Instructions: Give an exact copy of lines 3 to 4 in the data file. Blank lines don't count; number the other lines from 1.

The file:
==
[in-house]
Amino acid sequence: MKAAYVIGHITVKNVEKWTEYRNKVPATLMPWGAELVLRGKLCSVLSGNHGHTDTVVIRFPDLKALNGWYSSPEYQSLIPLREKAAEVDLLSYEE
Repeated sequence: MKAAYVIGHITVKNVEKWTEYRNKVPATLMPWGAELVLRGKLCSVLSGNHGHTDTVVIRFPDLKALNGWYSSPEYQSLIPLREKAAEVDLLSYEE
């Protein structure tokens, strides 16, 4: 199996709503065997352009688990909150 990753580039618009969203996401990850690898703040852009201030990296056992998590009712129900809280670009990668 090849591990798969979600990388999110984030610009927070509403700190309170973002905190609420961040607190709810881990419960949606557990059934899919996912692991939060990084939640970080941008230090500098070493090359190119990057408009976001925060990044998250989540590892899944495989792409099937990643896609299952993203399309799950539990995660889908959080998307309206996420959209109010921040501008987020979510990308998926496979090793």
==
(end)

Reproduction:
Repeated sequence: MKAAYVIGHITVKNVEKWTEYRNKVPATLMPWGAELVLRGKLCSVLSGNHGHTDTVVIRFPDLKALNGWYSSPEYQSLIPLREKAAEVDLLSYEE
């Protein structure tokens, strides 16, 4: 199996709503065997352009688990909150 990753580039618009969203996401990850690898703040852009201030990296056992998590009712129900809280670009990668 090849591990798969979600990388999110984030610009927070509403700190309170973002905190609420961040607190709810881990419960949606557990059934899919996912692991939060990084939640970080941008230090500098070493090359190119990057408009976001925060990044998250989540590892899944495989792409099937990643896609299952993203399309799950539990995660889908959080998307309206996420959209109010921040501008987020979510990308998926496979090793």